Quote
"Today, in the field of women’s studies, as elsewhere,
Anglo-Saxon countries exert a virtual monopoly on knowledge dissemination and its evaluation. This hegemony leads to the marginalization of large segments of feminist thought worldwide and also reinforces the isolation of researchers on the national or linguistic periphery by limiting their capacity to enter into a dialogue with the center or to advance their ideas."

Language Is Not Neutral: The Construction of Knowledge in the Social Sciences and Humanities
Francine Descarries

Signs , Vol. 39, No. 3 (Spring 2014) , pp. 564-569

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As a special open-access feature in conjunction with the comparative perspective symposium on “Translation, Feminist Scholarship, and the Hegemony of English,” Signs and the University of Chicago Press are making five of the symposium essays available in international languages. Visit the Signs blog for links to essays in Chinese, French, Malayalam, and Spanish. Or download them as a single PDF via JSTOR (click “View PDF”). The English versions are also available to subscribers via JSTOR. 

As a special open-access feature in conjunction with the comparative perspective symposium on “Translation, Feminist Scholarship, and the Hegemony of English,” Signs and the University of Chicago Press are making five of the symposium essays available in international languages. Visit the Signs blog for links to essays in Chinese, French, Malayalam, and Spanish. Or download them as a single PDF via JSTOR (click “View PDF”). The English versions are also available to subscribers via JSTOR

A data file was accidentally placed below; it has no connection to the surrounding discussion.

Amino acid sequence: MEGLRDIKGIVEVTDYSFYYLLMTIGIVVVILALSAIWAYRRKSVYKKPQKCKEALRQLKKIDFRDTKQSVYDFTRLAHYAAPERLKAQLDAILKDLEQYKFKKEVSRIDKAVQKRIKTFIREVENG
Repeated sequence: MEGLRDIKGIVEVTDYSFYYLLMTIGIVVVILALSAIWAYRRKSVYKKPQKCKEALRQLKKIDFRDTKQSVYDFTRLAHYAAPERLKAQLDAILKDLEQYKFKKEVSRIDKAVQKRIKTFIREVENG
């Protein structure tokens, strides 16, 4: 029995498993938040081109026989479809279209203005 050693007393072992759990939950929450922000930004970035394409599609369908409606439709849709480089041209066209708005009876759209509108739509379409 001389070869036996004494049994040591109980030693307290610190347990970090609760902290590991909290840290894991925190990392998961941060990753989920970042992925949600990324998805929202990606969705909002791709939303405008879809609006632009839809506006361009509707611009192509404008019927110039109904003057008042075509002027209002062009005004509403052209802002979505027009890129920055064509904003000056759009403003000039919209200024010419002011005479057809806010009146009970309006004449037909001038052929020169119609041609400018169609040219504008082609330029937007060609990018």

Photo
Kim Anno, photograph, National Geographic in fish tank, with ink and debris, 20” x 30” (2010). © 2010 by Kim Anno.
Permission to reprint may be obtained only from the artist. This work appears on the Spring 2014 issue of Signs.
In this photograph, Anno recognizes the complex history of national geographic magazine with its colonial past and environmental-action present and uses the sublime character of falling ink a tank of water to spoil it.

Kim Anno, photograph, National Geographic in fish tank, with ink and debris, 20” x 30” (2010). © 2010 by Kim Anno.

Permission to reprint may be obtained only from the artist. This work appears on the Spring 2014 issue of Signs.

In this photograph, Anno recognizes the complex history of national geographic magazine with its colonial past and environmental-action present and uses the sublime character of falling ink a tank of water to spoil it.

Quote
"At a moment when governmental discourses threaten to flatten and fix all representations of patriarchal power and struggles against it, it becomes doubly important to turn toward the antigovernmentalizing effects of feminist literature."

Getting beyond the Governmental Fix in Kerala, J. Devika
Signs , Vol. 39, No. 3 (Spring 2014) , pp. 580-584
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"The assumption that English is the language of feminist research and scholarship does not do justice to the variety and vitality of autochthonous feminist cultures across many regions of the globe, including Europe. Unless we acknowledge the need to support transnational feminism with a firm commitment to multilingualism, the dominant English-speaking feminist scholarly community erases or confines to the margins a large number of excellent and politically significant non-English-speaking feminists."

Thinking with an Accent: Françoise Collin, Les cahiers du Grif, and French Feminism, Rosi Braidotti